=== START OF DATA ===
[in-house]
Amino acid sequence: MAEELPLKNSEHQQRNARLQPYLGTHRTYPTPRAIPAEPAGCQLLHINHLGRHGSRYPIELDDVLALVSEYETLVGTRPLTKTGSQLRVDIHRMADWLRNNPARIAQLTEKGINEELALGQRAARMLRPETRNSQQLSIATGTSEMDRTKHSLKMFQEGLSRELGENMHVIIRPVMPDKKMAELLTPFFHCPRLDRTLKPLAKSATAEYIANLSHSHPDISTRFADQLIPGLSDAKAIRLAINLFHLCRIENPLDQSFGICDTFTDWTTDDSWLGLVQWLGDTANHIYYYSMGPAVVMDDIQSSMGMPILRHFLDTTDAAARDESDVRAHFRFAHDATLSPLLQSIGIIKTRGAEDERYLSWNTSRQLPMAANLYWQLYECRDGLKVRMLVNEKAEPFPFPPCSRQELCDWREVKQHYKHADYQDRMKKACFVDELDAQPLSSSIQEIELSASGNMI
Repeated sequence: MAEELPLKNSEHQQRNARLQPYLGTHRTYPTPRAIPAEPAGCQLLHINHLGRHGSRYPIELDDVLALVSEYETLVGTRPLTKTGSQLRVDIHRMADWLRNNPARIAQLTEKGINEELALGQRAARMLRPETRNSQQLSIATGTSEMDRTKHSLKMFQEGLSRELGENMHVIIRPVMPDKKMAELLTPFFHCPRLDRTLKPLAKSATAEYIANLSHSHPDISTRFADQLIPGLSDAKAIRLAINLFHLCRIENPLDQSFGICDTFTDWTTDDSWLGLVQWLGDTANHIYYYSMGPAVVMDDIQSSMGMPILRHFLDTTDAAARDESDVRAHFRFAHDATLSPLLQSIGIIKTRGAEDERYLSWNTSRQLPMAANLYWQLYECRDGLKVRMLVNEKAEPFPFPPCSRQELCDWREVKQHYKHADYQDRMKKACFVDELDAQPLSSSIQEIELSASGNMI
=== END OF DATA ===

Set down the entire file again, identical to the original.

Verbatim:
[in-house]
Amino acid sequence: MAEELPLKNSEHQQRNARLQPYLGTHRTYPTPRAIPAEPAGCQLLHINHLGRHGSRYPIELDDVLALVSEYETLVGTRPLTKTGSQLRVDIHRMADWLRNNPARIAQLTEKGINEELALGQRAARMLRPETRNSQQLSIATGTSEMDRTKHSLKMFQEGLSRELGENMHVIIRPVMPDKKMAELLTPFFHCPRLDRTLKPLAKSATAEYIANLSHSHPDISTRFADQLIPGLSDAKAIRLAINLFHLCRIENPLDQSFGICDTFTDWTTDDSWLGLVQWLGDTANHIYYYSMGPAVVMDDIQSSMGMPILRHFLDTTDAAARDESDVRAHFRFAHDATLSPLLQSIGIIKTRGAEDERYLSWNTSRQLPMAANLYWQLYECRDGLKVRMLVNEKAEPFPFPPCSRQELCDWREVKQHYKHADYQDRMKKACFVDELDAQPLSSSIQEIELSASGNMI
Repeated sequence: MAEELPLKNSEHQQRNARLQPYLGTHRTYPTPRAIPAEPAGCQLLHINHLGRHGSRYPIELDDVLALVSEYETLVGTRPLTKTGSQLRVDIHRMADWLRNNPARIAQLTEKGINEELALGQRAARMLRPETRNSQQLSIATGTSEMDRTKHSLKMFQEGLSRELGENMHVIIRPVMPDKKMAELLTPFFHCPRLDRTLKPLAKSATAEYIANLSHSHPDISTRFADQLIPGLSDAKAIRLAINLFHLCRIENPLDQSFGICDTFTDWTTDDSWLGLVQWLGDTANHIYYYSMGPAVVMDDIQSSMGMPILRHFLDTTDAAARDESDVRAHFRFAHDATLSPLLQSIGIIKTRGAEDERYLSWNTSRQLPMAANLYWQLYECRDGLKVRMLVNEKAEPFPFPPCSRQELCDWREVKQHYKHADYQDRMKKACFVDELDAQPLSSSIQEIELSASGNMI